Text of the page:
2018 Spring Julia Press Temple Rome Temple Semester

Cibo e Vino

I know I posted about food last week, but my culinary undertakings this week were just too good to pass up. On Sunday evening, my friend and I decided to attempt something I’ve been wanting to try since my plane touched down in Rome: we made pasta from scratch. For our first adventure in the world of handmade pasta, we followed the simplest recipe you can imagine: 6 eggs and 600g of “tipo 00” flour. Apparently this particular flour is the secret ingredient that makes Italian pasta so good, and after this experience, I’m utterly sold. We started by cracking the eggs into the flour, and got our hands dirty manually mixing the substance until it resembled a dough-like consistency. Then we got to kneading, and eventually were left with a relatively smooth, doughy ball.


While the dough refrigerated for 30 minutes, we turned to sauce preparations: we went with a simple vegetable and white wine sauce, with the goal of accentuating the fresh pasta flavor, but experimented by tossing in some Roman zucchini (including the zucchini flowers on the end, which ended up tasting delicious).


In our makeshift chef manner, we realized that we didn’t even own rolling pins, so we pulled out some wine bottles and used those to roll out segments of the dough as thinly as possible, before folding them over and cutting them into thin, noodle-like strips.


After a quick boil, the noodles were perfectly al dente and ready to be served! Our first foray into the world of homemade pasta was a success, and we’re already hatching plans to take our skills to the next level with more ambitious creations like basil gnocchi or mushroom ravioli.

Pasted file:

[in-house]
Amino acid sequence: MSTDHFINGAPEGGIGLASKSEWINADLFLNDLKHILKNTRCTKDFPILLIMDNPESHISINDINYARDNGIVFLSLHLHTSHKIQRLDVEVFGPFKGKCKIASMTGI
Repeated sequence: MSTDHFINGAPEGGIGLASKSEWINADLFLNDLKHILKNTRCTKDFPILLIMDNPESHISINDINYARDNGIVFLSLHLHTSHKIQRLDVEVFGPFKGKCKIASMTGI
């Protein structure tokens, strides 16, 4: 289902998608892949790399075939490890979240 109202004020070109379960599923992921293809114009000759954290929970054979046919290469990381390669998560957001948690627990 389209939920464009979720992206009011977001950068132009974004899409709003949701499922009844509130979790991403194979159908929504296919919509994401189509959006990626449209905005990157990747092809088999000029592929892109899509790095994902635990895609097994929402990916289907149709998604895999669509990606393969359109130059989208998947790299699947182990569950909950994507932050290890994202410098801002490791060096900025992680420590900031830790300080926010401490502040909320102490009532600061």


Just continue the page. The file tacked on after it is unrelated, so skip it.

As if my cooking was not enough Italian consumption education for one week, in honor of Valentine’s Day, I attended Temple Rome’s wine tasting night on Wednesday. Joined by a professional sommelier, many of us gathered to taste three different wines—red, white, and sparkling—and learn about the ins and outs of Italian wine. We learned words from “tannic” to “salty” to describe the flavors of different wines, which foods to pair with different types of wines, and how to properly open a bottle of Prosecco (and that we legally cannot call it “Champagne” unless it’s from the Champagne region of France). We were even each given a special Temple Rome wine glass and handy carrying pouch to ensure that we didn’t drop our glasses.


I’ve always viewed food and drink as a fantastic way to explore a new culture, but living in Italy has given me a new appreciation for the importance of mealtimes. From having a certain shape of pasta that goes with each sauce to best accentuate the flavor, to using multiple senses to enjoy a glass of wine (“sight, smell, taste” is the order we were taught at the tasting event), food and drink take on an entirely new significance in a country that is so intentional with every bite and sip. I cannot wait for more immersive culinary experiences, both in the kitchen and in the bars and restaurants that cover the streets of Rome.

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